Eric Pierpoint '73, Patricia Adams Pierpoint '47, Kelsey Myers '01 and Ruth Pierpoint Hogg '49.
Robert Pierpoint ’47 was a Bulldog–both as a proud alumnus of the University of Redlands, and as a respected member of the press who covered six presidential administrations for CBS and was known for asking tough questions.
“He was never afraid of being challenged,” his widow, Patricia Adams Pierpoint ’47, said. “His job demanded an open mind.”
Pierpoint’s integrity was remembered Nov. 6 during the inaugural Pierpoint Memorial Lecture in Hall of Letters 100. It was fitting that the night’s speaker, Kelsey Myers ’01, is also with CBS News, working as an editorial producer in Los Angeles. Myers’ speech, “The Importance of Credibility: Journalism in the Digital Age,” brought back memories for the members of the Pierpoint family in the audience, and before Myers began his talk, Pierpoint’s son, Eric ’73, discussed his father and his commitment to getting the facts right.
“Credibility was big in the Pierpoint family,” he said. “The question of credibility was a hit at our dinner table in the 1960s. Dad would ask questions over dinner, and if you didn’t know the facts, you heard about it.”
Pierpoint took his commitment to staying unbiased seriously, but was unable to hide his feelings during the assassination of President John F. Kennedy.
“(Walter) Cronkite went live to dad to get an update, and at that time Jacqueline Kennedy walked by covered in blood,” Eric said. “Dad lost it. He couldn’t say anything, he was so emotional. He always regretted that, and we told him, ‘It’s OK. You can’t be that tough.’”
For his presentation, Myers shared photographs, personal documents and videos in a PowerPoint, and talked about how he got to Redlands and what his life was like on campus. A baseball player and environmental studies major, life wasn’t going as he planned–he was injured and couldn’t pitch, his grades were falling, and he had a cancer scare–but one thing started to stand out: his writing. With encouragement from his professors, he got his start at newspapers, with his byline appearing in the Redlands Daily Facts, the Los Angeles Times, and the Bulldog Weekly.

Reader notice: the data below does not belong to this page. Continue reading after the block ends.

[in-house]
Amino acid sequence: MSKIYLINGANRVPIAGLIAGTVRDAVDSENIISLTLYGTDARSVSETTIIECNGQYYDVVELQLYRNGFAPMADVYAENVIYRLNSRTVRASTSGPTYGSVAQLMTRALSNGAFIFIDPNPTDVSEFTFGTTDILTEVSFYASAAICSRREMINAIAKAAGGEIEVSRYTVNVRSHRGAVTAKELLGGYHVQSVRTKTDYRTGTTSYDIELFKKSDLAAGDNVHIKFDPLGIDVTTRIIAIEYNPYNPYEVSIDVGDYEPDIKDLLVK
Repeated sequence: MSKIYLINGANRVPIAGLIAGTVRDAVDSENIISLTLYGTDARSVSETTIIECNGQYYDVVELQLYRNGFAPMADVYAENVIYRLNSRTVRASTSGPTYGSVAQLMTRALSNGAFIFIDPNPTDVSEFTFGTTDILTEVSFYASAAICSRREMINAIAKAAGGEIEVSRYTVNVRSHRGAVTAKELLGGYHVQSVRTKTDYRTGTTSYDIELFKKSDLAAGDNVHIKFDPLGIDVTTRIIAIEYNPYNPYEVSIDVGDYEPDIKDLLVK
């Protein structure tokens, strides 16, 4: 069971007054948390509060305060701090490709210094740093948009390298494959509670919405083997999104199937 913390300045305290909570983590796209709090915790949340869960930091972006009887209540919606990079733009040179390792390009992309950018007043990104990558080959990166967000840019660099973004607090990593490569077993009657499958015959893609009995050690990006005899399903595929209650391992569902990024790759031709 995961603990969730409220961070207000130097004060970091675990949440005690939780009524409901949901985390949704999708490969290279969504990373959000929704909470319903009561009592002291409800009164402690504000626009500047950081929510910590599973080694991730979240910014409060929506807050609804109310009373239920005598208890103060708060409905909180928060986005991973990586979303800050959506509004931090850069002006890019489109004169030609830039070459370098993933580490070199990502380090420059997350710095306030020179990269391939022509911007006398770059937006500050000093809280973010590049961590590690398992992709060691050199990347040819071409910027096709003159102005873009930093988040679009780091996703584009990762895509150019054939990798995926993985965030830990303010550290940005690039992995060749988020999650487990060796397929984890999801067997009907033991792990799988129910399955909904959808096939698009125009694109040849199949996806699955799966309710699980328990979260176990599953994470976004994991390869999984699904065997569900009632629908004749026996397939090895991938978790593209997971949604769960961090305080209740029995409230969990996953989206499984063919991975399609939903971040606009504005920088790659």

“You were paid by the inch there, so I quickly learned to write epic sagas,” he said.
Myers didn’t know it at the time, but his career in journalism had been established. During study abroad trips to Australia in 1999 and 2000, he interned at ABC (Australian Broadcasting Corporation) and Network Ten, covering the summer Olympics for free. Before graduating, he sent his resume out to countless news outlets, and following Sept. 11 began working at CNN in Los Angeles, where he went on to become a producer for “Larry King Live.” He also met his wife, Amber.
“In this business, you have to have a constant in your life,” he said. “Your family, faith, basic guiding principles, whatever it is having a constant is critical.”
Myers left CNN for a job at ABC’s “20/20” in New York, and returned to Los Angeles in 2011 for his position at CBS. He has covered major events since then, from the assassination attempt of Rep. Gabrielle Giffords to the tsunami in Japan and the aftermath of the Christopher Dorner manhunt, often having to drop everything to get scoops.
“I was getting ready to eat the best sandwich of my life when my phone rang and I was asked how soon I could get to the newsroom,” he said. “I said 20 minutes, and then was told that we were hearing reports that Osama bin Laden had been killed. I then said, ‘I’ll be there in 10.’”
Whether he’s working on breaking news or a montage of the San Diego Zoo’s newest baby panda, Myers is always keeping his focus on what’s important and what’s ahead.
“We’re only as good as our last report,” he said. “The way we handle covering news is rooted in how we’ve prepared ourselves.”
Posted: Nov. 8, 2013
Written by: Catherine Garcia